The Changi quilt: secrets and survival
Created by a group of defiant women prisoners during the Second World War, the Changi quilt is packed with secret messages and hidden meanings
On 15th February 1942, Singapore surrendered to the invading Japanese army.
Doctors, teachers, nurses, nuns, missionaries, police and their families from Allied Britain, Denmark, Australia and Canada were sent to camps at Changi prison on the east end of the island.
Children stayed with their mothers but men and women were separated. They were not allowed to communicate except during occasional organised meetings, supervised by the guards.
But that didn’t stop these husbands and wives, friends and siblings sending secret messages any way they could.
Stitching secret messages
Life in the camp was crowded and stressful – and at times it was tedious. The captives were forced to live on rations, follow orders, do chores and work.
However, they were also expected to organise themselves, setting up committees and activities like concerts and gardening sessions.
In the first few weeks, to help the young girls cope, prisoners Elizabeth Ennis and Trudie van Roode set up a Girl Guide group.
They taught the girls patchwork to keep them amused.
A brilliant idea
Then a woman called Ethel Mulvany had a brilliant idea. Many of the women at Changi had husbands and relatives in the nearby military camp. The women couldn't contact them to let them know they were alive.
But what if they made a set of patchwork quilts for the hospital in the military camp? Each woman could stitch a coded message or symbol into a patchwork square. When the men saw the quilt, they would know that their families were alive.
Each woman was given a six-inch-square of white material cut from a rice sack. She was asked to embroider her name and 'something of herself' into the square.
The finished squares were stitched together to make three quilts, each containing 66 squares. The Japanese authorities gave permission for the quilts to be sent to the military hospital at Changi barracks.
The quilts provided lists of women who were alive. The news spread through the hospital and beyond. For many men at the barracks, the quilts brought the first news their loved ones had survived.
In the picture above left is a square from the quilt stitched by Honora Crawshaw, who was interred with her husband. They were British citizens and Honora's husband was a prison officer at Changi gaol before the war. Her square shows a harp and the motto Erin go Bragh (Ireland forever).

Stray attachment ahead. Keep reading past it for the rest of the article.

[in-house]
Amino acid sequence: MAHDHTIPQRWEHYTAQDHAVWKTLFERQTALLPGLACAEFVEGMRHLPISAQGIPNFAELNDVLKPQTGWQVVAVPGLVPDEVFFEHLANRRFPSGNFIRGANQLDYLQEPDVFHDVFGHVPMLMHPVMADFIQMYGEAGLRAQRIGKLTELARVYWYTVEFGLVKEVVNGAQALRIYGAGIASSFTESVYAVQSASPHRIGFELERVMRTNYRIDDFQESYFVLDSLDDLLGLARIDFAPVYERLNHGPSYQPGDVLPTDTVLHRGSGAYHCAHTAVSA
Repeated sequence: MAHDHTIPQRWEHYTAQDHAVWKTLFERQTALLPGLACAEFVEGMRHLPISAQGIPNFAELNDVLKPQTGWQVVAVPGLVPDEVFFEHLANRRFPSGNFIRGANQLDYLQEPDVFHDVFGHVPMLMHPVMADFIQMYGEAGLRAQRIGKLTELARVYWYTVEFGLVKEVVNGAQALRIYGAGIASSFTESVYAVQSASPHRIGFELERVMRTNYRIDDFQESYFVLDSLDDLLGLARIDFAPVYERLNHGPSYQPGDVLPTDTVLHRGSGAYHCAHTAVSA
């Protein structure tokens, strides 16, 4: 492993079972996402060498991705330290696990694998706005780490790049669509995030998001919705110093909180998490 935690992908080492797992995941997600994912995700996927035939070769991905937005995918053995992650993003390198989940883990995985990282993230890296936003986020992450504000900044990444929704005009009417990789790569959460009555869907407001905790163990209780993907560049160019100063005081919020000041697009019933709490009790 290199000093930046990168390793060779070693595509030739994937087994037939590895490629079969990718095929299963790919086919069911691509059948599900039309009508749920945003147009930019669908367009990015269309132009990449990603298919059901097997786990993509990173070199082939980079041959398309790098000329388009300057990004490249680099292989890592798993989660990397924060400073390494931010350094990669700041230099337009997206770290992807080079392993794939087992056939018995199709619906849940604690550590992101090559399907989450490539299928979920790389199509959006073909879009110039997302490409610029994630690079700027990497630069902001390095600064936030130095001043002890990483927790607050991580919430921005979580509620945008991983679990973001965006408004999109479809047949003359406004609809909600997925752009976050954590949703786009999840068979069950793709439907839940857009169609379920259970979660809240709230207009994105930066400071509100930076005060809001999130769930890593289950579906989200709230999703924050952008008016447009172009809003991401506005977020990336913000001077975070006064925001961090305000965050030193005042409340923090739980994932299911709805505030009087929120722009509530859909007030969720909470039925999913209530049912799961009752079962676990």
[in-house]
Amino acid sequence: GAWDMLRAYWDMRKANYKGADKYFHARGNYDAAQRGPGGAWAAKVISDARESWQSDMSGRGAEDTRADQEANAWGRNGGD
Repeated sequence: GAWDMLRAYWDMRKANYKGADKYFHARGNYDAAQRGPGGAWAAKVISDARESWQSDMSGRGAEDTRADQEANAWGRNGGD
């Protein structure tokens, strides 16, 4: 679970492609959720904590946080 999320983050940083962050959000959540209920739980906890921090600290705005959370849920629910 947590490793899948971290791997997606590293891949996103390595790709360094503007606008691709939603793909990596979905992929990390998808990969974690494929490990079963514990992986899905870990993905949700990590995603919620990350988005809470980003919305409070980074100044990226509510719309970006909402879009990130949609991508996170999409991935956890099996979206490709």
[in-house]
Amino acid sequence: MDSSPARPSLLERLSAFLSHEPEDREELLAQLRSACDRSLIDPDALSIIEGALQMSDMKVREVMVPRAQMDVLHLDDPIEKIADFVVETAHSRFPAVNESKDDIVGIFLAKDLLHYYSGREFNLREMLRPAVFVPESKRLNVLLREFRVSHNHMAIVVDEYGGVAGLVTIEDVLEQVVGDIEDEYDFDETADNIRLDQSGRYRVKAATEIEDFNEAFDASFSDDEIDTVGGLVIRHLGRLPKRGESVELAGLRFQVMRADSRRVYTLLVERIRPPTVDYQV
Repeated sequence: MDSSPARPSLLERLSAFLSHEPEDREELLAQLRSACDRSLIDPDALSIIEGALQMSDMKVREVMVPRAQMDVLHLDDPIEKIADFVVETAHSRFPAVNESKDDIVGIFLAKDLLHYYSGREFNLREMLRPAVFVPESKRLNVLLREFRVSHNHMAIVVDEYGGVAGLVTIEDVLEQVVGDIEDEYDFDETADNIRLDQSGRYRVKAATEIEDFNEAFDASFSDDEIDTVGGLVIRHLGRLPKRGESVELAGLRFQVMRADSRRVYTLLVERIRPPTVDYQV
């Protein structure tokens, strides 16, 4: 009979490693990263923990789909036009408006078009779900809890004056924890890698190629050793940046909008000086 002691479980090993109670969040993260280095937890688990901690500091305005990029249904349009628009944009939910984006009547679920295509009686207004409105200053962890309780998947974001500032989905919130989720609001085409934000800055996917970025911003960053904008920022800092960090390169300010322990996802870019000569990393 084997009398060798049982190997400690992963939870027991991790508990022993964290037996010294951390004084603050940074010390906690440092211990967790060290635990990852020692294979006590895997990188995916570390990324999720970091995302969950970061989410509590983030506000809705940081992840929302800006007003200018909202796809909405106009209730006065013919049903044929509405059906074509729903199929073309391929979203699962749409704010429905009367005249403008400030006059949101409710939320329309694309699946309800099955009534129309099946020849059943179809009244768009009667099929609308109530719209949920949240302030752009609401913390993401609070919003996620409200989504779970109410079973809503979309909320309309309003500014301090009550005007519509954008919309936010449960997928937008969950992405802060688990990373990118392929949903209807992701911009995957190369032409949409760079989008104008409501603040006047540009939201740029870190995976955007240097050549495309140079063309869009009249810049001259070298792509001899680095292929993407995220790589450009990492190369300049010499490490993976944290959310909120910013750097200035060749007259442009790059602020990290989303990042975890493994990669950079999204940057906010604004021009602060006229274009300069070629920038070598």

In the picture above right is a square from the quilt stitched by Mary Lowe, who was only 18 years old when she became a prisoner.
Her father was a lieutenant in the Royal Navy.
Craving space, quiet and privacy
The women who made the quilt included nurses, teachers and typists.
They lived in Singapore, Penang, Taiping, Ipoh, Kuala Lumpur and Kedah before the war. Many were married to civil servants.
They were from countries as far-flung as Britain, Denmark, Australia and New Zealand.
In the overcrowded camp, most women craved space, quiet and privacy. Embroidering a square offered an activity to focus on.
Secret messages to loved ones
Above left is Trudie von Roode's addition to the Changi quilt.
Her square shows a waiter and a table laid with sumptuous food and elegant cutlery. Next to them are the words ‘It was only a dream’.
The square above right is the work of British nurse Maud Broadbent who was living in Singapore with her husband at the outbreak of war. Her square has the letters GR (George Rex), embroidered as a chain of forget-me-nots.
The letters IMNS in the bottom corner might be the clue to her role with the Malayan nursing service.
Dorothy Andrews, who stitched the quilt square above left, was imprisoned with her husband. They were British and he was a police customs officer before the war.
Mary Buckley, who stitched the square above right, was a British nurse in Singapore before the war.
You can see symbols of Wales on her square - daffodils, a red dragon, and the caption ‘Cymru am byth’ (Wales forever).
A woman's point of view of internment
Ossie Hancock, who stitched the square above right, was from Australia and lived in Singapore with her family. She was sent to the prison along with her husband and two daughters.
Her square depicts a V, presumably for Victory, and two rabbits, which might have been a message for her husband about their daughters.
A small embroidered message on the back of each quilt stated that it was to be passed to a Red Cross Society when the war ended.
On a practical note a woman had stitched: "It is advisable to dry clean this quilt."
"To those who would learn a woman's point of view of internment I would recommend a close inspection of the embroidered patches of the hospital quilts made for the Red Cross. That sprig of heather, those snow-capped peaks, a miniature flower garden in bloom and the brave gesture or motto traced in coloured thread: these reveal more clearly than any essay the secrets of the heart,” wrote Helen Beck, who embroidered the square above left.
The quilt made for the British Red Cross is now safely stored in our museum in London - but it's a mystery as to how it got there.
It was discovered in the 1960s, folded in a drawer in the archives among many other objects. There is no record of how it got from Singapore to London. The other two quilts are held by the Australian war memorial in Canberra.
Did your relative embroider a square of the Changi quilt? If so, we’d love to hear from you.
Email us at firstname.lastname@example.org.
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